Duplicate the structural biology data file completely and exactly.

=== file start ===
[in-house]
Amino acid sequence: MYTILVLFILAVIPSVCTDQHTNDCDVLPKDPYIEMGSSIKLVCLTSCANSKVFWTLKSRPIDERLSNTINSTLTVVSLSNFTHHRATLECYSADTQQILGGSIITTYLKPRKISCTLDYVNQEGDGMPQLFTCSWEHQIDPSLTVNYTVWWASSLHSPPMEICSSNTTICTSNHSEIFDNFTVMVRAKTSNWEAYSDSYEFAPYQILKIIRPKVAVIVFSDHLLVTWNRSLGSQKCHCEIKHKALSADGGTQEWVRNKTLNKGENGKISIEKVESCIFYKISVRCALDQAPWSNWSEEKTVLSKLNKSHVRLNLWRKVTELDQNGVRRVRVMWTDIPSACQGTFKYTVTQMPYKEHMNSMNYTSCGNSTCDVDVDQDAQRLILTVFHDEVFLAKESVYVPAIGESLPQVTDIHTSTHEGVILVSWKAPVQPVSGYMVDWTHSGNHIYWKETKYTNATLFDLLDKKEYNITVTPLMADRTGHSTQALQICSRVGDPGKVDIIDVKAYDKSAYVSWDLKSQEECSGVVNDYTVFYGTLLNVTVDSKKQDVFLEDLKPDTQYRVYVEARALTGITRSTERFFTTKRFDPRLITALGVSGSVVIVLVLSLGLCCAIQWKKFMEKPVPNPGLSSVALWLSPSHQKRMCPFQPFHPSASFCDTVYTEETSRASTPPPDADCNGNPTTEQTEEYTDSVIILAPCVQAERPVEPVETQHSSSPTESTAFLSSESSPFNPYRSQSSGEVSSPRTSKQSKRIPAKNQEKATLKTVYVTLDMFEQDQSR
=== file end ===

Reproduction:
[in-house]
Amino acid sequence: MYTILVLFILAVIPSVCTDQHTNDCDVLPKDPYIEMGSSIKLVCLTSCANSKVFWTLKSRPIDERLSNTINSTLTVVSLSNFTHHRATLECYSADTQQILGGSIITTYLKPRKISCTLDYVNQEGDGMPQLFTCSWEHQIDPSLTVNYTVWWASSLHSPPMEICSSNTTICTSNHSEIFDNFTVMVRAKTSNWEAYSDSYEFAPYQILKIIRPKVAVIVFSDHLLVTWNRSLGSQKCHCEIKHKALSADGGTQEWVRNKTLNKGENGKISIEKVESCIFYKISVRCALDQAPWSNWSEEKTVLSKLNKSHVRLNLWRKVTELDQNGVRRVRVMWTDIPSACQGTFKYTVTQMPYKEHMNSMNYTSCGNSTCDVDVDQDAQRLILTVFHDEVFLAKESVYVPAIGESLPQVTDIHTSTHEGVILVSWKAPVQPVSGYMVDWTHSGNHIYWKETKYTNATLFDLLDKKEYNITVTPLMADRTGHSTQALQICSRVGDPGKVDIIDVKAYDKSAYVSWDLKSQEECSGVVNDYTVFYGTLLNVTVDSKKQDVFLEDLKPDTQYRVYVEARALTGITRSTERFFTTKRFDPRLITALGVSGSVVIVLVLSLGLCCAIQWKKFMEKPVPNPGLSSVALWLSPSHQKRMCPFQPFHPSASFCDTVYTEETSRASTPPPDADCNGNPTTEQTEEYTDSVIILAPCVQAERPVEPVETQHSSSPTESTAFLSSESSPFNPYRSQSSGEVSSPRTSKQSKRIPAKNQEKATLKTVYVTLDMFEQDQSR